Imran Khan
Pakistan's electoral outcome shows the limitations of orchestrated manipulations against the will of a people. It is also a slap for the military and Nawaz Sharif | File photo of Imran Khan

Despite a remarkable ton, PTI won’t be allowed to rule Pakistan

Who will form the government and how many parties will gang up is a million dollar question but the army won't allow PTI shadow to cloud government formation

They took away his ‘bat’ but Imran Khan, despite being in jail since August last year, still scored a fascinating century — well, almost — in Pakistan’s general elections whose biggest loser has been the country’s notorious military-intelligence establishment. But come what may, there is no way the military will allow the 97 Independents who won with the backing of Imran’s Pakistan Tehreek-e-Insaf (PTI) party anywhere near the corridors of power.

With the results for all 264 parliamentary seats declared on Sunday (February 11), PTI-supported Independents, fighting the elections against all odds and without a common election symbol, came up with an incredible sweep that stunned both its political foes and the military which ensured Imran’s ouster from power in April 2022.

Shackling Imran

The cricketer-turned-politician was eventually arrested in August last year as a biased establishment, with the backing of the military, Pakistan’s parallel state, piled on charges of treason on Imran. Just before the elections on February 8, more criminal complaints were filed against him, and even his wedding with Bushra Bibi was declared invalid.

The PTI, no doubt, suffered major setbacks in the wake of an orchestrated military crackdown. Several notable figures in the party either quit politics under intense pressure or parted ways with Imran after reading out condemnation of the man that looked to have been dictated by the military bosses. Scores of its leaders and supporters were jailed on both real and trumped up charges, virtually outlawing the PTI for all practical purposes and intent.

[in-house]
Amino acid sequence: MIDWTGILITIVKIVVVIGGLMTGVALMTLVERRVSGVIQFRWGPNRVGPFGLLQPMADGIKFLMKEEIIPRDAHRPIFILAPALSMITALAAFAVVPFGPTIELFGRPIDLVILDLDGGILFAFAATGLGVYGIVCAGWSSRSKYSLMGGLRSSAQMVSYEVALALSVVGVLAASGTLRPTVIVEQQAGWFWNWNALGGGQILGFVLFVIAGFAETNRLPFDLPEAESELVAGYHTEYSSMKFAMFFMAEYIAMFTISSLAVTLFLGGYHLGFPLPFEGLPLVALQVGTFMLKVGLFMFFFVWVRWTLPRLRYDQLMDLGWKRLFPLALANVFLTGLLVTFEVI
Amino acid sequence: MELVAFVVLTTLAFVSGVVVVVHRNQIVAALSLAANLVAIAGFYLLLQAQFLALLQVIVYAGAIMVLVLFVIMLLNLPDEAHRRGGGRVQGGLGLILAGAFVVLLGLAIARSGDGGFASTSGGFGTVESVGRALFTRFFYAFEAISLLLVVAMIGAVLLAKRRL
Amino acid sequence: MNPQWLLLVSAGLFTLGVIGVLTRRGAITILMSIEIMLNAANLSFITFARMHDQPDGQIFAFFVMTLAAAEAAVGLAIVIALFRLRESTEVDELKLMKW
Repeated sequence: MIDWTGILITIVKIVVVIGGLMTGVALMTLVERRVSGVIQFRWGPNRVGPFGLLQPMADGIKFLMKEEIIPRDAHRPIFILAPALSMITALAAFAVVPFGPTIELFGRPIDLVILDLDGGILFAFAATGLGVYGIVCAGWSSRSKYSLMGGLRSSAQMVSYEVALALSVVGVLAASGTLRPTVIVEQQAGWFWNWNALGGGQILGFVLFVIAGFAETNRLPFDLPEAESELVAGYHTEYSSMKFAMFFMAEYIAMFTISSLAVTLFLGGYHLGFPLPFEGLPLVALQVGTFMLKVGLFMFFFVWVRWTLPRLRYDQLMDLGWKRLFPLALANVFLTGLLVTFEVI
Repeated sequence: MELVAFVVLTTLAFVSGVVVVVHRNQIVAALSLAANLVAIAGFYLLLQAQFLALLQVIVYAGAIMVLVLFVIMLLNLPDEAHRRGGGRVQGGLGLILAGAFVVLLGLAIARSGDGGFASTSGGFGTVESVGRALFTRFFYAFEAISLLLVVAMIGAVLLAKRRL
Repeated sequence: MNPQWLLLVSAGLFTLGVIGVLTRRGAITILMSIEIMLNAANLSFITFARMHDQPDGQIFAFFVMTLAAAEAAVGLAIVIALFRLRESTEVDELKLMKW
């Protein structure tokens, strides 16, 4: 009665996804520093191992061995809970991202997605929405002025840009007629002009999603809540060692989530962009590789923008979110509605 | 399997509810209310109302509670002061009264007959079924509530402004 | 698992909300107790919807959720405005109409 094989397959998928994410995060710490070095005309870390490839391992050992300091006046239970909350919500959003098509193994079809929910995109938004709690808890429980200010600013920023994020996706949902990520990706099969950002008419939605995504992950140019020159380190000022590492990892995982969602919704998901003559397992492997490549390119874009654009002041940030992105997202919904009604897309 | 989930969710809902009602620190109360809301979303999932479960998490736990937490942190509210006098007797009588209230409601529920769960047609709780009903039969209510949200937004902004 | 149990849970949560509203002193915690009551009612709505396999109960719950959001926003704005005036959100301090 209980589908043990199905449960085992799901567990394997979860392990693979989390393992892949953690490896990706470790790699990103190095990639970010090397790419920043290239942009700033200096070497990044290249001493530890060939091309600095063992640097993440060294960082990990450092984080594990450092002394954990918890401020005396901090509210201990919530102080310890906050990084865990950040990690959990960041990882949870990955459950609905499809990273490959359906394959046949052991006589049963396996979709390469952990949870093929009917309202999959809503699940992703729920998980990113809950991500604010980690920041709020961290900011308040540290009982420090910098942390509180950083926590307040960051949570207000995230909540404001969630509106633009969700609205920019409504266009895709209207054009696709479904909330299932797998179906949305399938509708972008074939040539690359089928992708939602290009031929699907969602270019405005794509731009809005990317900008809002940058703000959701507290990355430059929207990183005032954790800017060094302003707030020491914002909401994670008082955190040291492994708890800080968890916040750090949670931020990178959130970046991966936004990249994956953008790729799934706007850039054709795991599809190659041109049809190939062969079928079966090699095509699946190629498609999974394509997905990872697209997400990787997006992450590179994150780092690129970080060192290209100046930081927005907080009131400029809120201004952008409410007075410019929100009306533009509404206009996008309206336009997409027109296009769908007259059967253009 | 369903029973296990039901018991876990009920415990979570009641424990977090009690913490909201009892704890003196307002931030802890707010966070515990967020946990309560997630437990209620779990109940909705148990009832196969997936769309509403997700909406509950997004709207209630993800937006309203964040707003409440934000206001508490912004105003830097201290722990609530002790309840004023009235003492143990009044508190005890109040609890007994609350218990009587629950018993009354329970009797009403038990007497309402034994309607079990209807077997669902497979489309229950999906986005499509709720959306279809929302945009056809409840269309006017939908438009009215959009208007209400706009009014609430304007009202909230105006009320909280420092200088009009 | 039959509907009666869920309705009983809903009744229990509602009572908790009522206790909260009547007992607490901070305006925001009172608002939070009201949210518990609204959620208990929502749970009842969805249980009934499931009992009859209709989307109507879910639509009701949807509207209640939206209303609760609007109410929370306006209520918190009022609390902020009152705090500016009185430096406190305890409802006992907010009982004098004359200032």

Nawaz’s confidence

But as Pakistan, now in the throes of one of the worst economic crisis, inched towards the elections, it became clear that the PTI still enjoyed vast support — just how much no one could make out accurately. Predictably, three-time prime minister Nawaz Sharif, who left Pakistan four years ago after being enveloped in corruption charges, returned with the military’s backing to lead his Pakistan Muslim League (Nawaz) into the electoral battle, full of confidence that he would score an easy, if not a cakewalk, victory.

But the millions who voted in Pakistan despite widespread fears of vote rigging ended up throwing up a verdict that no one, including those in power and the business class, could have anticipated. True, Sharif’s PML(N) finished as the single largest party bagging 76 seats but that was only because the PTI was not allowed to contest as a political party with its recognized and widely known election symbol, a cricket bat.

Bow to military

Not just that, many Independent candidates who were backed by the PTI were not allowed to campaign. They also suffered from meagre economic resources compared to the PML(N) and the Pakistan People’s Party (PPP) of the Bhutto family. Some PTI-supported Independent candidates remained in prison. The authorities, using sections of the judiciary, continued to shame Imran in every manner possible in the run-up to the vote to ensure a PTI whitewash.